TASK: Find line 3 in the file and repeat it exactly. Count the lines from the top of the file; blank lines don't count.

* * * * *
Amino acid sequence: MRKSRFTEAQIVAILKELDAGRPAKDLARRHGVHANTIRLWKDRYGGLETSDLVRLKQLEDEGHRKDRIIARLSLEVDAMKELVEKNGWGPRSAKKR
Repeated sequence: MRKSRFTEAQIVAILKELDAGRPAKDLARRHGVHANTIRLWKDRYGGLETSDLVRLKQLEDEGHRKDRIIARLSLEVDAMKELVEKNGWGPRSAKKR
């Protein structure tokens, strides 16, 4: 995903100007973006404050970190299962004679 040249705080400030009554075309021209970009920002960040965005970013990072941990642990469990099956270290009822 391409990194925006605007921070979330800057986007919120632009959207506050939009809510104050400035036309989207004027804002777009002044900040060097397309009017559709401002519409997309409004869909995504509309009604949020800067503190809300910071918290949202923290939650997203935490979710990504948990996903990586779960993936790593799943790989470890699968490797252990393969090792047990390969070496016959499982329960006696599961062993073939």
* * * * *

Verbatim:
């Protein structure tokens, strides 16, 4: 995903100007973006404050970190299962004679 040249705080400030009554075309021209970009920002960040965005970013990072941990642990469990099956270290009822 391409990194925006605007921070979330800057986007919120632009959207506050939009809510104050400035036309989207004027804002777009002044900040060097397309009017559709401002519409997309409004869909995504509309009604949020800067503190809300910071918290949202923290939650997203935490979710990504948990996903990586779960993936790593799943790989470890699968490797252990393969090792047990390969070496016959499982329960006696599961062993073939």